Oranges and lemons are full of vitamin C. That’s all well and good. But the dietary wisdom of Traditional Chinese Medicine (TCM) would nevertheless tell us to handle with care! Because TCM believes these fruits to have a cooling effect when eaten raw. While we here in the Western world tend to think first and foremost of vitamins when it comes to healthy eating in winter, TCM has quite a different focus. There, foodstuffs are defined by their energetic properties – which are warming, which cooling? Naturally, we must all decide for ourselves which philosophy we prefer to adopt: would we rather be guided by the scientific research on vitamins, for example, or are we happy to listen to age-old wisdom about how different foods affect the body? Speaking from my own experience, I have to say that the little TCM knowledge I’ve amassed so far has paid off handsomely. Not that I’m so strict as to never eat a raw orange, for instance. However, as soon as I notice that I’m in need of an energy boost, or that I often have cold feet, I try to follow TCM practice more closely again. Starting off with breakfast, as a warm breakfast really sets us up for the day ahead. If I’m in a hurry, tsampa (available from health food stores) makes a great warm breakfast, for example. A staple in the Tibetan diet, this roasted barley flour is easy to prepare. It can simply be mixed with hot water or tea in the morning. You can then add dried fruit to taste or sweeten it with honey.

Another classic foodstuff that TCM considers warming is ginger. It too can easily be made part of your daily routine in the form of tea: add slices of ginger to a saucepan of water and bring to the boil. Let it steep briefly then strain. A real power drink that I couldn’t manage without in winter. And isn’t it great that this particular spice is now being produced right here in Switzerland? Organic farmer Stephan Müller grows ginger root in Steinmaur in the canton of Zurich. Müller also cultivates turmeric, another rhizome with magical properties. Turmeric is related to ginger, but its root is yellow not white. That’s why it is used to impart a yellow colour to curry. Turmeric has generated a bit of hype in recent years. Especially in the form of “golden milk”, a drink to which nothing short of miraculous qualities have been ascribed. Recipes vary, but generally require turmeric powder, ginger and pepper to be brought to the boil in water. The liquid is then strained and the spice mix whipped up with – preferably non-dairy – milk to make a latte. The drink is said to have anti-inflammatory and warming properties. And if you don’t happen to have any turmeric in your store cupboard, a regular chai tea latte will have the same warming effect. Many of the spices it contains, such as cinnamon and cardamom, are classified by TCM as warming. What’s more, if you prefer to use local ingredients that fall into the TCM ‘warm’ category, then fennel seeds are a good choice. I simply pour some boiling water over them and let them steep for a few minutes. And there you have it: a warming brew.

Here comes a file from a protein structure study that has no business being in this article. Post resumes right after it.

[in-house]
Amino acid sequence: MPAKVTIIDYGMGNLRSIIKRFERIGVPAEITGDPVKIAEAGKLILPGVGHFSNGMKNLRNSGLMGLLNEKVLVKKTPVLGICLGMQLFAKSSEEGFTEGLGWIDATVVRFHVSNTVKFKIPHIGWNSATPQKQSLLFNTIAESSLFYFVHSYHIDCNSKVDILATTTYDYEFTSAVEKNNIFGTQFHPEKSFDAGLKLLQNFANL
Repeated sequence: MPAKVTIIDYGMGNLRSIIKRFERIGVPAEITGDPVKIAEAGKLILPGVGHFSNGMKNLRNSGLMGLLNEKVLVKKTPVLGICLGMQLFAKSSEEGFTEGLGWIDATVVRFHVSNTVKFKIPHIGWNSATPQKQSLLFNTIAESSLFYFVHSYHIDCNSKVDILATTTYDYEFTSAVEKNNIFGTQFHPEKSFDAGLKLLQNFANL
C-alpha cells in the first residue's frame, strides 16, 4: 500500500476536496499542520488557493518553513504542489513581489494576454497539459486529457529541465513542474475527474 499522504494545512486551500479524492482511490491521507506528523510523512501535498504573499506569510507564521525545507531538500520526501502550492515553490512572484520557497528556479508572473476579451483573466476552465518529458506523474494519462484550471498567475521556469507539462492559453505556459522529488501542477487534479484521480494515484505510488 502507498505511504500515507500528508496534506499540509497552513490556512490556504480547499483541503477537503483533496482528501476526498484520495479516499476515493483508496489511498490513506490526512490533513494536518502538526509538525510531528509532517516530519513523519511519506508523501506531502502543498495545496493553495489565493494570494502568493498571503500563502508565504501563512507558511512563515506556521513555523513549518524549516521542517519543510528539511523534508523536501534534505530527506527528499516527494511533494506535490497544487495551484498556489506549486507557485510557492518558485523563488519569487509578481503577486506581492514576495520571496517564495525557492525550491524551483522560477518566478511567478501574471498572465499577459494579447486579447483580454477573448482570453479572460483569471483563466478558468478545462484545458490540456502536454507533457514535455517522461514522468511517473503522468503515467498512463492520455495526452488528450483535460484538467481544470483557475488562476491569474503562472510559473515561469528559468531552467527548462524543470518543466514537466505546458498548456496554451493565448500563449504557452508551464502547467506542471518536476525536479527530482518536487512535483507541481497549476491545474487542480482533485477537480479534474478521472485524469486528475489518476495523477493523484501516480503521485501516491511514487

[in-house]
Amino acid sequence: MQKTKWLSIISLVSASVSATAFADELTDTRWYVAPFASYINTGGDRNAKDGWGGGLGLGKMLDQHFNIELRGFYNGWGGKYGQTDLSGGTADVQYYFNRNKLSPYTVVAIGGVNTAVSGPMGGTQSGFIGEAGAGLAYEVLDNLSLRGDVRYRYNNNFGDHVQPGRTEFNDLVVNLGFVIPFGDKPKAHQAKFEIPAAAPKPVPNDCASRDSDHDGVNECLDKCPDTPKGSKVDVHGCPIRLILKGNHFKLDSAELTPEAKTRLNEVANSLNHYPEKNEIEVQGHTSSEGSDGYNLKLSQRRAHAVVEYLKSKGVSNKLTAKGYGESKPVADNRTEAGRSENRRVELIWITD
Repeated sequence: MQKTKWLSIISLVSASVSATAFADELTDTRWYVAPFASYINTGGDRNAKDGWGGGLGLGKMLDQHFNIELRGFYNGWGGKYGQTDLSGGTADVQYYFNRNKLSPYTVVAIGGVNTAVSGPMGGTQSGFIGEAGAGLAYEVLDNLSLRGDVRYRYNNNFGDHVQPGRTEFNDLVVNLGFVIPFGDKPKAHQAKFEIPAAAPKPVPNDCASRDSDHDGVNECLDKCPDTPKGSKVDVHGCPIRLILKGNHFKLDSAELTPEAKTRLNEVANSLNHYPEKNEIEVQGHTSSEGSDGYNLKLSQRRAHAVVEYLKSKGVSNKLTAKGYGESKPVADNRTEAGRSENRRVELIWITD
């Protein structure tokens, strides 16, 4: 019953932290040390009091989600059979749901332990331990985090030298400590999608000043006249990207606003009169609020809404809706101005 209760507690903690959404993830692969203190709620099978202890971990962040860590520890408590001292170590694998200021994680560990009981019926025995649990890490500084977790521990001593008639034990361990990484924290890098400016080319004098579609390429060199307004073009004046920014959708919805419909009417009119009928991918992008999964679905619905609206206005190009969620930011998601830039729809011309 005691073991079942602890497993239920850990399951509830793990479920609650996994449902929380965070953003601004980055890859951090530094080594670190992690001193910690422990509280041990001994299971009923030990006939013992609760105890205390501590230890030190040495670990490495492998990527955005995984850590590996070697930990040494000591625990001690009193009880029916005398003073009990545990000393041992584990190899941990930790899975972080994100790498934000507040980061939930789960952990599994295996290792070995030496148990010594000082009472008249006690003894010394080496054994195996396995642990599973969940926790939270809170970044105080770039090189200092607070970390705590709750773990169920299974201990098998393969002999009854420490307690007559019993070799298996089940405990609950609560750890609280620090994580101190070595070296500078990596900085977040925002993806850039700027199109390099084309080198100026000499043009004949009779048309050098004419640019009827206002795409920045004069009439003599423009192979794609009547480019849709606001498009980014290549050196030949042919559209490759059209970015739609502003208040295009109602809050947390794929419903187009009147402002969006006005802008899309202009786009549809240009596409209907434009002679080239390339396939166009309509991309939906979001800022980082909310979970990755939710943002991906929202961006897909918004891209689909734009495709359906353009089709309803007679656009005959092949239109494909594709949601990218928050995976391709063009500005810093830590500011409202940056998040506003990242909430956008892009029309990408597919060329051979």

Tip: You can order locally grown organic fennel seeds from

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